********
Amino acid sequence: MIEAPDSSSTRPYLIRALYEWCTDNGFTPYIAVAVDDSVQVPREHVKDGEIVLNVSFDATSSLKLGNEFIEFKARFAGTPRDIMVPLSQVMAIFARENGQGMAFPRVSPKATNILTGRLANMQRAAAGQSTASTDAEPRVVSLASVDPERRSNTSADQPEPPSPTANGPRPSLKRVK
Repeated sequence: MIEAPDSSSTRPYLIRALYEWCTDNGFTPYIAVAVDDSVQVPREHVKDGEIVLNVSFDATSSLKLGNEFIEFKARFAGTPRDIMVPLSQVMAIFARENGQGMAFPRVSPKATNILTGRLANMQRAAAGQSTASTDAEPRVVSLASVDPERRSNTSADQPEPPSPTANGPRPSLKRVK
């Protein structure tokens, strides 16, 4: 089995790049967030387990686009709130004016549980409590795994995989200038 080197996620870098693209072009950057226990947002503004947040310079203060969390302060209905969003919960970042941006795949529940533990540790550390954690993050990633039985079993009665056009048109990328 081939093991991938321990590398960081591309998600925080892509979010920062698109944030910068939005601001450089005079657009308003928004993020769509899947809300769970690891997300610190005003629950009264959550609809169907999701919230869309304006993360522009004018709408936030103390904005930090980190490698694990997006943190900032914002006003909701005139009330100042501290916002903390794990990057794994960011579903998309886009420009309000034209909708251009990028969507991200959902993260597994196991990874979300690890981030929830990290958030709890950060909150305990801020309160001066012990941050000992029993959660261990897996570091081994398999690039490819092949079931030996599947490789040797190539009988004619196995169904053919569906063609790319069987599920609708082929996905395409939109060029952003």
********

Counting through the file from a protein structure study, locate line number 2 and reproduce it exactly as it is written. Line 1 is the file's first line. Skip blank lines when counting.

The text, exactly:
Repeated sequence: MIEAPDSSSTRPYLIRALYEWCTDNGFTPYIAVAVDDSVQVPREHVKDGEIVLNVSFDATSSLKLGNEFIEFKARFAGTPRDIMVPLSQVMAIFARENGQGMAFPRVSPKATNILTGRLANMQRAAAGQSTASTDAEPRVVSLASVDPERRSNTSADQPEPPSPTANGPRPSLKRVK